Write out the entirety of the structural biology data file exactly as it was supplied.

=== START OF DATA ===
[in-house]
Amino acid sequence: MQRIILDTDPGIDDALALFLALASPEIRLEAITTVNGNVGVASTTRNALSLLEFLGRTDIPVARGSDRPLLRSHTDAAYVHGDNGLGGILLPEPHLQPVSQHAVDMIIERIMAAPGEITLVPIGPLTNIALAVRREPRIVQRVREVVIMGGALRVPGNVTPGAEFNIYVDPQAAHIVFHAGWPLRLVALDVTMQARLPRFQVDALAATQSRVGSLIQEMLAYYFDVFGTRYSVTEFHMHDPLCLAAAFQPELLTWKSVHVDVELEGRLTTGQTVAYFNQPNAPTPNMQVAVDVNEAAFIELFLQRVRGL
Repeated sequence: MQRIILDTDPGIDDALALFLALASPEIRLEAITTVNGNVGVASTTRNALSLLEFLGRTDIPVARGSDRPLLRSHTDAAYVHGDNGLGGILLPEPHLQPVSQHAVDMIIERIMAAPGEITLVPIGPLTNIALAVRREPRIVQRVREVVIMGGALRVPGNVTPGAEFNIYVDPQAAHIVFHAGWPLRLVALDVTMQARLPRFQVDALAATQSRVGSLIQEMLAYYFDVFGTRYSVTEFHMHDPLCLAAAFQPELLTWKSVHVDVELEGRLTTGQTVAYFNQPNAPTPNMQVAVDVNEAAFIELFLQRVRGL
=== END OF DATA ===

[in-house]
Amino acid sequence: MQRIILDTDPGIDDALALFLALASPEIRLEAITTVNGNVGVASTTRNALSLLEFLGRTDIPVARGSDRPLLRSHTDAAYVHGDNGLGGILLPEPHLQPVSQHAVDMIIERIMAAPGEITLVPIGPLTNIALAVRREPRIVQRVREVVIMGGALRVPGNVTPGAEFNIYVDPQAAHIVFHAGWPLRLVALDVTMQARLPRFQVDALAATQSRVGSLIQEMLAYYFDVFGTRYSVTEFHMHDPLCLAAAFQPELLTWKSVHVDVELEGRLTTGQTVAYFNQPNAPTPNMQVAVDVNEAAFIELFLQRVRGL
Repeated sequence: MQRIILDTDPGIDDALALFLALASPEIRLEAITTVNGNVGVASTTRNALSLLEFLGRTDIPVARGSDRPLLRSHTDAAYVHGDNGLGGILLPEPHLQPVSQHAVDMIIERIMAAPGEITLVPIGPLTNIALAVRREPRIVQRVREVVIMGGALRVPGNVTPGAEFNIYVDPQAAHIVFHAGWPLRLVALDVTMQARLPRFQVDALAATQSRVGSLIQEMLAYYFDVFGTRYSVTEFHMHDPLCLAAAFQPELLTWKSVHVDVELEGRLTTGQTVAYFNQPNAPTPNMQVAVDVNEAAFIELFLQRVRGL